Fig. 3-2. A torus is an example of a manifold. in .NET framework

Maker QR Code JIS X 0510 in .NET framework Fig. 3-2. A torus is an example of a manifold.

Fig. 3-2. A torus is an example of a manifold.
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Fig. 3-3. A crude abstract illustration of a manifold. The manifold cannot be covered by
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a single coordinate system, but we cover it with a set of coordinate patches that we designate by Ui . These patches may overlap. The points in each patch can be mapped to at Euclidean space. Here we illustrate a mapping for a coordinate patch we ve called U1 . A point p that belongs to the manifold M (say in U1 ) is mapped to a coordinate that we designate x a (p ). (Houghston and Todd, 1992)
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The notion of a curve as the plot of some function is a familiar one. In the context of relativity, however, it is more useful to think of curves in terms of parameterization. In this view, a point that moves through space traces out the curve. The parameter of the curve, which we denote by , is a real number. We describe a curve by a set of parametric equations that give the coordinates along the curve for a given value of : x a = x a ( ) (3.1)
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In n dimensions, since there are n coordinates x a , there will be n such equations. EXAMPLE 3-1 Consider the curve traced out by the unit circle in the plane. Describe a parametric equation for the curve. SOLUTION 3-1 We call the parameter . Since we are in two dimensions, we need two functions that will determine (x, y) for a given value of . Since the equation of a circle is given by x 2 + y 2 = r 2 , in the case of the unit circle the equation that describes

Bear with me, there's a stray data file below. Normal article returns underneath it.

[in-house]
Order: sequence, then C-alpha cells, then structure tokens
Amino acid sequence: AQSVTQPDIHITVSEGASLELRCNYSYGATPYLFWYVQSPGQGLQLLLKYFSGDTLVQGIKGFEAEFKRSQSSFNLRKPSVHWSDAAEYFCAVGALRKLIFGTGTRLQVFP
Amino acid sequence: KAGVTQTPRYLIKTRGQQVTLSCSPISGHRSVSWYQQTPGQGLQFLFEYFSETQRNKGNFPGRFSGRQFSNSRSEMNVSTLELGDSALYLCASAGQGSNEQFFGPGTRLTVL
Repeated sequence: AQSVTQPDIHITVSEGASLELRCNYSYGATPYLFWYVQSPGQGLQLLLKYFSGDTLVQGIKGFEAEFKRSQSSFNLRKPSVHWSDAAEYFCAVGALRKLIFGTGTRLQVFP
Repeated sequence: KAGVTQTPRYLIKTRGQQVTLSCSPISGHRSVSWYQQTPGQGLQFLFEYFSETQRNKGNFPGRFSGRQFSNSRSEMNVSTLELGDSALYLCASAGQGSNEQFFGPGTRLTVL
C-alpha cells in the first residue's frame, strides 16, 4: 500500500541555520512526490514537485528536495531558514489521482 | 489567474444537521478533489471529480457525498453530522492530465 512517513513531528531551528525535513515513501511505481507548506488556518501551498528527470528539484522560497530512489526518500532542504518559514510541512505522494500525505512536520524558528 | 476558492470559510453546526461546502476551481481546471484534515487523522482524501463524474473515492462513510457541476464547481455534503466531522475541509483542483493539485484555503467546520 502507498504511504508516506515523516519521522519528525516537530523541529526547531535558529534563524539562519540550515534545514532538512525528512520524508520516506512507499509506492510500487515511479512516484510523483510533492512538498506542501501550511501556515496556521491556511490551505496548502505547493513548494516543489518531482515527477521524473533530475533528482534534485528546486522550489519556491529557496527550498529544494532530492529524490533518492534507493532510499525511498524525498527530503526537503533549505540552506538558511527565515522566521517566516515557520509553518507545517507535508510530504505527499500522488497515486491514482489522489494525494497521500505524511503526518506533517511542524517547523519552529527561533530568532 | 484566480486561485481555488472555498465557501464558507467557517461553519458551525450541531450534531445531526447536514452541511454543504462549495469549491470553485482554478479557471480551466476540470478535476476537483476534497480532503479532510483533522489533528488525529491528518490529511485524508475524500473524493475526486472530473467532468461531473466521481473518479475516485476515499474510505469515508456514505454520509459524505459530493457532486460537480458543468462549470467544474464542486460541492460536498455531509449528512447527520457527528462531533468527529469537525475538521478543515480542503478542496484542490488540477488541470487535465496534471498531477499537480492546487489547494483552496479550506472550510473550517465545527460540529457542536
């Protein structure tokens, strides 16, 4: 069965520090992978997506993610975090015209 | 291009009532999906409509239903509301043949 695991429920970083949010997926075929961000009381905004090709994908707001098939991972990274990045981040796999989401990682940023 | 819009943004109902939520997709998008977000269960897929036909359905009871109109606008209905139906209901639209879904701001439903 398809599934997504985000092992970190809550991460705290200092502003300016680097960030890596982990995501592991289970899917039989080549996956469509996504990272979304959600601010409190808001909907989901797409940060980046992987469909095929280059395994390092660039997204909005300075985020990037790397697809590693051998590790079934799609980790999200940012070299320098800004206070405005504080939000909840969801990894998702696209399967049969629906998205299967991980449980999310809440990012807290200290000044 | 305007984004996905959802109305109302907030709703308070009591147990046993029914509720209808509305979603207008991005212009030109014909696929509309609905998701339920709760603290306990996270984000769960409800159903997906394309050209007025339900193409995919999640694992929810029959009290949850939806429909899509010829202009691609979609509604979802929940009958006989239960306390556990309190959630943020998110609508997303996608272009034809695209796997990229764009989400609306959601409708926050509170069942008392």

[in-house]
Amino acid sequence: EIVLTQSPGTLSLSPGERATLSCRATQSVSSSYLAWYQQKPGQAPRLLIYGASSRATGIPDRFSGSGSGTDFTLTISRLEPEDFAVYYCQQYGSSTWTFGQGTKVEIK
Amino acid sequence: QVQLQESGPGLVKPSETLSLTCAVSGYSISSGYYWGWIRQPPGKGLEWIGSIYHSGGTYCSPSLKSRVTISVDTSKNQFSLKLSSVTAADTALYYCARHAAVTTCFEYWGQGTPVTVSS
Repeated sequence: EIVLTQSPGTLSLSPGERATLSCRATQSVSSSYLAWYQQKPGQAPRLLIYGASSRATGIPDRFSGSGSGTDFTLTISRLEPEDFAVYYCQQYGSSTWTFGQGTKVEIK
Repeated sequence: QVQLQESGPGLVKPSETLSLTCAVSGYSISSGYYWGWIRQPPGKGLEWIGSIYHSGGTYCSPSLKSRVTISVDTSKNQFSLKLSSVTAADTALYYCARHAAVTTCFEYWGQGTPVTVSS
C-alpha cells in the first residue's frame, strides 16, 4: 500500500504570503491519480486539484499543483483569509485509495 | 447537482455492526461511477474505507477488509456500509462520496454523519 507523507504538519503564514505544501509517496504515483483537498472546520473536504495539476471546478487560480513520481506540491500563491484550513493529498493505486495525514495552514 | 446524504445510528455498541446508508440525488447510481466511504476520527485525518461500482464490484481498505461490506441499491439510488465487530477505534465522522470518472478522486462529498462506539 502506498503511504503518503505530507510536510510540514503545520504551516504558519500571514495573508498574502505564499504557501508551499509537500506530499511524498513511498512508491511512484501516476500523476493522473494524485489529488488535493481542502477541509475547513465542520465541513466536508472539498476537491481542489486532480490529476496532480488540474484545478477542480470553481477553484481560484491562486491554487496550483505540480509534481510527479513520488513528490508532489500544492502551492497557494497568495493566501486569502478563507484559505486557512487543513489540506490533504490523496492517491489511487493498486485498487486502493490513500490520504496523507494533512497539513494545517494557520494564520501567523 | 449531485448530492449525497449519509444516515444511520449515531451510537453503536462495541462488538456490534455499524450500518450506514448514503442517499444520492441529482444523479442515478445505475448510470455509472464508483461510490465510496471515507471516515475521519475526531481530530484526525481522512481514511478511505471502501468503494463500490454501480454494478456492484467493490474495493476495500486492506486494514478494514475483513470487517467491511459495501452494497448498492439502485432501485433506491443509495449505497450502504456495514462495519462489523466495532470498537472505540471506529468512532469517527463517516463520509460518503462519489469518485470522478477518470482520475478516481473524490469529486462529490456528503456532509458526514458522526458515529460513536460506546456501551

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Fig. 3-4. A parabola with x 0.
the curve is x 2 + y2 = 1 This is an easy equation to describe parametrically. Since we know that cos2 + sin2 = 1, we choose the parametric representation to be x = cos and y = sin
EXAMPLE 3-2 Find a parameterization for the curve y = x 2 such that x 0. SOLUTION 3-2 The curve is shown in Fig. 3-4. To parameterize this curve with the restriction that x 0, we can take x to be some positive number . To ensure that the number is positive we square it; i.e., x = 2 Since y = x 2 , it follows that y = 4 will work.
Tangent Vectors and One Forms, Again
A curved space or spacetime is one that is going to change from place to place. As such, in a curved spacetime, one cannot speak of a vector that stretches from point to point. Instead, we must de ne all quantities like vectors and one forms locally. In the previous chapter, we basically tossed out the idea that a basis vector is de ned as a partial derivative along some coordinate direction. Now
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let s explore that notion a bit more carefully. We can do so with parameterized curves. Let x a ( ) be a parameterized curve. Then the components of the tangent vector to the curve are given by dx a d EXAMPLE 3-3 Describe the tangent vectors to the curves in Examples 3-1 and 3-2. SOLUTION 3-3 In Example 3-1, we parameterized the curve traced out by the unit circle with (cos , sin ). Using (3.2), we see that the components of the tangent vector to the unit circle are given by ( sin , cos ). Calling the tangent vector and writing the basis vectors in cartesian coordinates as ex and e y , we have = sin ex + cos e y Now we consider Example 3-2, where the given curve was y = x 2 . We found that this curve could parameterize the curve with 2 , 4 . Using (3.2), we obtain the tangent vector v = 2 , 4 3 . Let s invert the relation used to describe the curve. We have = Therefore, we can write v as v = 2 xex + 4x 3/2 e y Now that we ve found out how to make a vector that is tangent to a parameterized curve, the next step is to nd a basis. Let s expand this idea by considering some arbitrary continuous and differentiable function f . We can compute the d derivative of f in the direction of the curve by d f . Therefore, d is a vector that d maps f to a real number that is given by d f . The chain rule allows us to write d this as d f xa df dx a f = = d d x a d x a x (3.2)
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